But the Metrolink plan envisages building new “cut and cover” underground stations on O’Connell Street and at the far side of St Stephen’s Green. Think of the traffic chaos for those streets and adjoining areas which are just recovering from the hugely lengthy cross-city Luas works. Think of the effect on people going to and from Dundrum and Cherrywood as commuters and shoppers.
That’s not all folks!
The NTA is now considering abandoning the two-tunnel underground system so expensively devised and using a single, larger bore tunnel to carry driverless trains side by side in each direction. It is also argued that a single-bore tunnel would cause less disruption for the Na Fianna sports complex on the city’s north side.
The “good news” for residents of the Beechwood area is that the NTA are now considering building at Dunville Avenue either a road bridge with lengthy access ramps or else creating an underpass for cars (not lorries) by raising the railway line. That work too is included in their absurd 6 month time estimate for closing down the Green line!
But even that does not avoid the need to seal off the line along its entire length so as to accommodate the high-speed driverless train service every two minutes.
NTA argues that Cherrywood will soon be a town of 35,000 inhabitants and that the existing Luas Green line service will not be able to cope with the demand.
Well, remember this, Cherrywood is not getting any Metrolink service. The planned Metro will stop at Sandyford and will not go further.
Cherrywood residents will have to use a separate tram to reach Sandyford. They will in future have to use one train and two tram services to get to the DIT at Broadstone instead of the existing continuous tram service.
It would make more sense to use much longer 90 metre Luas tram sets on the entire stretch from Brides Glen through Cherrywood, Sandyford, Dundrum, to Charlemont run on a much more frequent timetable to cope with the demand on the Green line. If such longer tram sets would cause insurmountable problems on the city centre stretches, existing 60 metre sets could be used between Charlemont and Cabra.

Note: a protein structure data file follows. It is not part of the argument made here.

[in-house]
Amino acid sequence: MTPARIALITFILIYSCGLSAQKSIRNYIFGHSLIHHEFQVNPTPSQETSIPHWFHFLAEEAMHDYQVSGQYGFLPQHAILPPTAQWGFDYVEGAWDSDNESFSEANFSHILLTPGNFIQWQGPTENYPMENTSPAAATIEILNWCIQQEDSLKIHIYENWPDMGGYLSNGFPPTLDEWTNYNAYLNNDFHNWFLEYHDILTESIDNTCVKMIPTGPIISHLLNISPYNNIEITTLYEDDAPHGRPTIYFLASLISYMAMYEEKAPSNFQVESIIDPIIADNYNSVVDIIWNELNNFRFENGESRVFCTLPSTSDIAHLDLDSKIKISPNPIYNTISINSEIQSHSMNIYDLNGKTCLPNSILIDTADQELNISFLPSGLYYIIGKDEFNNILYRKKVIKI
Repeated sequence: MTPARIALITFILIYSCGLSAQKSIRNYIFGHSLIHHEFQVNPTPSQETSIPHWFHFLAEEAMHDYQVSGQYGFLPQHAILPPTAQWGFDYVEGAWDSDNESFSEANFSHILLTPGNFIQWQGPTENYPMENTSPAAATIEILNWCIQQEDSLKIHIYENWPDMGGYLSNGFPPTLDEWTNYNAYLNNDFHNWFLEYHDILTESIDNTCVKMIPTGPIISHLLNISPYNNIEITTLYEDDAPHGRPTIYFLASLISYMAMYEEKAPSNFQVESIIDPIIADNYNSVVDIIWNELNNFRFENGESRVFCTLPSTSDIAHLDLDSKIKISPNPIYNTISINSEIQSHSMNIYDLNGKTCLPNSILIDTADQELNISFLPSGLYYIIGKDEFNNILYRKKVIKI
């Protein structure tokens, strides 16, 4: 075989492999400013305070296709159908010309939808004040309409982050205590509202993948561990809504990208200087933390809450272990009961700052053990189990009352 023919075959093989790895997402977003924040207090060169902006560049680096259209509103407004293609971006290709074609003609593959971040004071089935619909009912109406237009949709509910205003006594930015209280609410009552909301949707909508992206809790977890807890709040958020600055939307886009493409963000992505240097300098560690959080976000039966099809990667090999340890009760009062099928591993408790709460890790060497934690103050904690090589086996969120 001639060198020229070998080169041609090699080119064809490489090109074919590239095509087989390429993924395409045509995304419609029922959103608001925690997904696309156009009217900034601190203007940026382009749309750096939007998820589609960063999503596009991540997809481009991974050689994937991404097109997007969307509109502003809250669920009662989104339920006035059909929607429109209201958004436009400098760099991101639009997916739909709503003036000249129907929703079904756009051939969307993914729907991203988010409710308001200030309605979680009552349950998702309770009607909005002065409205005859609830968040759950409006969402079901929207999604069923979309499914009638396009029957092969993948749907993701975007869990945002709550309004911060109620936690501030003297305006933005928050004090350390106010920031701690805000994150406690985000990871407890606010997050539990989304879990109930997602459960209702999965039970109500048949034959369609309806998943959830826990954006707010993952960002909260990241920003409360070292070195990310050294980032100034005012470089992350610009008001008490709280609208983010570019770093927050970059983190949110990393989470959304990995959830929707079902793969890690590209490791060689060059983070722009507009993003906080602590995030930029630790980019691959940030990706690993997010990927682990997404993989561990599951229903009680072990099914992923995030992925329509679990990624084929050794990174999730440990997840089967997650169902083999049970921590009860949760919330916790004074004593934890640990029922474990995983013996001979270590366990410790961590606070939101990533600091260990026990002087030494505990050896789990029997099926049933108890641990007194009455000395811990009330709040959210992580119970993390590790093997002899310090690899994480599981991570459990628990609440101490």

The bigger issue is this. We have just spent €368 million on a cross-city Luas service that would not have been built if the Metrolink project was intended. The NTA has spent €170 million planning a €3.5 to €4 billion project with no public consultation, no parliamentary approval and no consideration of the alternatives. There has been no cost benefit analysis done of the project compared to its alternatives. No such comparative analysis is planned or intended.
We know that Irish Rail were working up to last year on an entirely different underground system which would have joined the Belfast railway line via the south inner city to the railway for the west and south at Heuston. Who vetoed that, why and at what cost thrown away is not clear.
One thing is clear to me. Closing down and cannibalising the Luas Green line service instead of increasing its capacity seems daft. If any metro tunnel is to be bored as planned, should it not have its southern end at some suburb that has no service. Why not spend the huge capital budget on giving many more of Dublin’s citizens a proper tram system.
It is time to stop this madness and to reconsider in an intelligent, transparent way what the policy and cost implications of these highly expensive, secretly devised plans really are.
It is time too that the real transport choices for all of Dublin were considered and democratically decided out in the open.